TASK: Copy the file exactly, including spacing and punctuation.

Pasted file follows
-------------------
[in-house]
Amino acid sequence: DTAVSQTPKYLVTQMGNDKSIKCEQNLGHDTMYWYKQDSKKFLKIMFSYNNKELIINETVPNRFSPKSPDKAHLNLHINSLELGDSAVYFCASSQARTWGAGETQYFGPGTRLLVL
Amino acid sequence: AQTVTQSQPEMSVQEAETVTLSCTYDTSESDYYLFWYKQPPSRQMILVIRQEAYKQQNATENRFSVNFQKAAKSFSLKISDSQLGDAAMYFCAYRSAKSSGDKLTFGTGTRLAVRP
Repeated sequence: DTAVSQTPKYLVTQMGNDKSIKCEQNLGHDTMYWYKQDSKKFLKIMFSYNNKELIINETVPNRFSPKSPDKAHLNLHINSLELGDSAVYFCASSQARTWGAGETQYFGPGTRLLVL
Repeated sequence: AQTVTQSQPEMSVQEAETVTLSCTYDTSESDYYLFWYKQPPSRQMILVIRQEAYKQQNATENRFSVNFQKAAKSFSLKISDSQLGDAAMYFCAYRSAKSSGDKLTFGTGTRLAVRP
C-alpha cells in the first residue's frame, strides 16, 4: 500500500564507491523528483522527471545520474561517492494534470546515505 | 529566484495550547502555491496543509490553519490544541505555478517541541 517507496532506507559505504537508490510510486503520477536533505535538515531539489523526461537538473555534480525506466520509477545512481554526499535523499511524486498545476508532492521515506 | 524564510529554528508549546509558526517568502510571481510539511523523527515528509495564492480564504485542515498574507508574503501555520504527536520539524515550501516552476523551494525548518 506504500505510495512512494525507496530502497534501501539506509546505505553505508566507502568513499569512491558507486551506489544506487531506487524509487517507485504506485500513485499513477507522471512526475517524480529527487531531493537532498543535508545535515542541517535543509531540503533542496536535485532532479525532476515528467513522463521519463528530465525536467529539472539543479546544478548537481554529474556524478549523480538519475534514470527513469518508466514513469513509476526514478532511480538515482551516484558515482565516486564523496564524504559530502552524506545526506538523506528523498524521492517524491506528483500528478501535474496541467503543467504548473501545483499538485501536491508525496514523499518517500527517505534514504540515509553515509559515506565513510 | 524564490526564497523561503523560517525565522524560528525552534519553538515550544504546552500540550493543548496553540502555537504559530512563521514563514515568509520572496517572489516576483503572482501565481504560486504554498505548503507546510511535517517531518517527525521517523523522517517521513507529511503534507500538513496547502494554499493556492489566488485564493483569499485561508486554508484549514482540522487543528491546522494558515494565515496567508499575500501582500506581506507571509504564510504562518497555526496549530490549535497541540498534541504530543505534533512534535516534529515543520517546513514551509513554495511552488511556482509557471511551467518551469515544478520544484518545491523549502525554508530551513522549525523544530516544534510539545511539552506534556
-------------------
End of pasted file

[in-house]
Amino acid sequence: DTAVSQTPKYLVTQMGNDKSIKCEQNLGHDTMYWYKQDSKKFLKIMFSYNNKELIINETVPNRFSPKSPDKAHLNLHINSLELGDSAVYFCASSQARTWGAGETQYFGPGTRLLVL
Amino acid sequence: AQTVTQSQPEMSVQEAETVTLSCTYDTSESDYYLFWYKQPPSRQMILVIRQEAYKQQNATENRFSVNFQKAAKSFSLKISDSQLGDAAMYFCAYRSAKSSGDKLTFGTGTRLAVRP
Repeated sequence: DTAVSQTPKYLVTQMGNDKSIKCEQNLGHDTMYWYKQDSKKFLKIMFSYNNKELIINETVPNRFSPKSPDKAHLNLHINSLELGDSAVYFCASSQARTWGAGETQYFGPGTRLLVL
Repeated sequence: AQTVTQSQPEMSVQEAETVTLSCTYDTSESDYYLFWYKQPPSRQMILVIRQEAYKQQNATENRFSVNFQKAAKSFSLKISDSQLGDAAMYFCAYRSAKSSGDKLTFGTGTRLAVRP
C-alpha cells in the first residue's frame, strides 16, 4: 500500500564507491523528483522527471545520474561517492494534470546515505 | 529566484495550547502555491496543509490553519490544541505555478517541541 517507496532506507559505504537508490510510486503520477536533505535538515531539489523526461537538473555534480525506466520509477545512481554526499535523499511524486498545476508532492521515506 | 524564510529554528508549546509558526517568502510571481510539511523523527515528509495564492480564504485542515498574507508574503501555520504527536520539524515550501516552476523551494525548518 506504500505510495512512494525507496530502497534501501539506509546505505553505508566507502568513499569512491558507486551506489544506487531506487524509487517507485504506485500513485499513477507522471512526475517524480529527487531531493537532498543535508545535515542541517535543509531540503533542496536535485532532479525532476515528467513522463521519463528530465525536467529539472539543479546544478548537481554529474556524478549523480538519475534514470527513469518508466514513469513509476526514478532511480538515482551516484558515482565516486564523496564524504559530502552524506545526506538523506528523498524521492517524491506528483500528478501535474496541467503543467504548473501545483499538485501536491508525496514523499518517500527517505534514504540515509553515509559515506565513510 | 524564490526564497523561503523560517525565522524560528525552534519553538515550544504546552500540550493543548496553540502555537504559530512563521514563514515568509520572496517572489516576483503572482501565481504560486504554498505548503507546510511535517517531518517527525521517523523522517517521513507529511503534507500538513496547502494554499493556492489566488485564493483569499485561508486554508484549514482540522487543528491546522494558515494565515496567508499575500501582500506581506507571509504564510504562518497555526496549530490549535497541540498534541504530543505534533512534535516534529515543520517546513514551509513554495511552488511556482509557471511551467518551469515544478520544484518545491523549502525554508530551513522549525523544530516544534510539545511539552506534556